Paul Haggis Allowed to Argue Church of Scientology Is Behind Rape Lawsuit, Judge Rules
A judge ruled on Friday that director Paul Haggis will be allowed to argue at his upcoming civil trial that the Church of Scientology is behind a rape allegation against him.
Haggis is accused of raping publicist Haleigh Breest after a premiere in New York in January 2013. She sued him in 2017, and the case is set to go to trial next month. Haggis has claimed that the encounter was consensual, and that rape charge came in retaliation for his decision to leave the church and to become a vocal critic of it.
Breest’s attorneys sought to block Haggis from pursuing that defense at the trial, saying it is nothing more than “speculative fantasy,” and that Breest and her other witnesses have no connection to the church. But her ruling on Friday, Judge Sabrina Kraus allowed Haggis to raise the theory.
“The jury is entitled to be informed of any possible motive Plaintiff may have and about The Church’s efforts to discredit Haggis,” Kraus wrote. “Haggis should have the opportunity to present evidence that will show that The Church was, in fact, seeking to embroil Haggis in ruinous, false allegations regarding women prior to Breest’s allegations here.”
The ruling means that the Church of Scientology will be at issue in two rape trials set to begin next month. In Los Angeles, actor Danny Masterson is facing three criminal rape charges, which carry a potential sentence of life in prison. Masterson is a member of the church, and his accusers have filed a separate civil suit claiming that the church stalked and harassed them after they reported him to the LAPD. The judge in the criminal case has indicated she will allow some discussion of Scientology, though the defense is seeking to limit it.
In the Haggis case, his lawyers say there is significant evidence that the church was seeking to “find dirt” on him before the rape allegation was made. Haggis, an Oscar winner for writing and directing “Crash,” famously left the church in 2009 over its opposition to gay marriage.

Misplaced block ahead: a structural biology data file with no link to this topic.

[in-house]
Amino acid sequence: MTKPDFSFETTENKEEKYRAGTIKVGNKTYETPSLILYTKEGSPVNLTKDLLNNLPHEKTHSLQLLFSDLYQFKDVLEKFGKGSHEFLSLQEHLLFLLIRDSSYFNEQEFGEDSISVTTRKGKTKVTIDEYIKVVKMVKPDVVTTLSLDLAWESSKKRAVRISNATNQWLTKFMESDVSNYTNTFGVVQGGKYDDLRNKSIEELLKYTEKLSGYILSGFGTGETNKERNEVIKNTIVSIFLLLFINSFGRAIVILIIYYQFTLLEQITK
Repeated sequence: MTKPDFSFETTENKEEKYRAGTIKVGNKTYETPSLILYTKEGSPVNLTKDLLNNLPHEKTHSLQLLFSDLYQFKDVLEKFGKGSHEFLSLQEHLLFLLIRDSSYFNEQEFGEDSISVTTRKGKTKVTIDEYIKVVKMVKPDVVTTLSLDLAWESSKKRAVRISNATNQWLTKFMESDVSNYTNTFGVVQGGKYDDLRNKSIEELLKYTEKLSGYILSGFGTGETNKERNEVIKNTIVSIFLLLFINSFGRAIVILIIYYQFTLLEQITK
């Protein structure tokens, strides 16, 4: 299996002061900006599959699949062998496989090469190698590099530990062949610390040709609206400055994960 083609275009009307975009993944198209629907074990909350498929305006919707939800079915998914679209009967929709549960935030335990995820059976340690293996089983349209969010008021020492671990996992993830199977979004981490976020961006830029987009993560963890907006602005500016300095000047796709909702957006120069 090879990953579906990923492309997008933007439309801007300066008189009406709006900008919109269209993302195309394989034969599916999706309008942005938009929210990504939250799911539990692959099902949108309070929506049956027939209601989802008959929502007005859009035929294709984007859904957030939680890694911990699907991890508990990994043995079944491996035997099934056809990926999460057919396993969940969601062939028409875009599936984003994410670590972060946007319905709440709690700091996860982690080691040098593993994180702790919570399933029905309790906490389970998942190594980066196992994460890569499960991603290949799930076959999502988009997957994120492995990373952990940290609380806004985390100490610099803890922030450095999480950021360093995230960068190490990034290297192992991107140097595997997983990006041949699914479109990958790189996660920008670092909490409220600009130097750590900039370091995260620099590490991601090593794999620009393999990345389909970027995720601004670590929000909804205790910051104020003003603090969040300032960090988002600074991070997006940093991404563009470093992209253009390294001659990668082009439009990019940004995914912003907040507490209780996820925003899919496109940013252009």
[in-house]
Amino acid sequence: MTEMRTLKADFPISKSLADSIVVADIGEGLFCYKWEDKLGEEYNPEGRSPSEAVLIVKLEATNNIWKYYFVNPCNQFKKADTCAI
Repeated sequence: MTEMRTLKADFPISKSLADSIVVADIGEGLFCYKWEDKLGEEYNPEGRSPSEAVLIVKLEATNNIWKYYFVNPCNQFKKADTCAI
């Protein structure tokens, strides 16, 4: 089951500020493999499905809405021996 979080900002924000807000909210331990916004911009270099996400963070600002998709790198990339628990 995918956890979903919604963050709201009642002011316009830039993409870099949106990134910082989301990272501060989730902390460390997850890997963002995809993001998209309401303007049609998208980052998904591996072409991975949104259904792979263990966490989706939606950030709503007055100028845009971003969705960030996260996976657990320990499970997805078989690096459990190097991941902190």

He subsequently called the church a “cult,” and participated in a New Yorker article that became the basis for the book “Going Clear,” as well as the documentary of the same title. Haggis’ lawyers argue that the church regards him in the same way that Iran regards Salman Rushdie. The lawyers also claim that church operatives set about to destroy Haggis with “ruinous, false allegations regarding women” before the Breest litigation was filed.
“Haggis is no ordinary defendant in a civil case,” his lawyers wrote. “He is the most public enemy of a notorious, nefarious, powerful and well-funded institution which is known to destroy its detractors.”
Breest’s lawyers have argued that the Scientology theory will distract the jury and put a cloud over the case. “Haggis has not produced one shred of evidence to support this bogus story,” they argued.
Kraus also ruled on several other motions on Friday. She denied Breest’s request to bring up allegations that surfaced against Haggis in Italy in June. Haggis was held on house arrest for 16 days after a woman accused him of rape. An Italian judge, however, ruled that there was insufficient evidence to continue to detain him.
“The allegations in that case have not been sustained and were deemed insufficient to keep defendant under arrest,” Kraus wrote, in refusing to allow Breest to introduce that evidence in her trial.
Breest will be allowed to call three other “Jane Doe” witnesses who have raised separate sexual assault allegations against Haggis. In that ruling, Kraus relied on a recent New York appellate ruling in the Harvey Weinstein criminal case that upheld the use of three such “prior bad acts” witnesses.
Kraus also granted a plaintiff’s motion to bar Haggis from bringing up his finances at the trial. Haggis has claimed that Breest’s allegations have nearly bankrupted him by making it impossible for him to work and forcing him to spend millions on lawyers.
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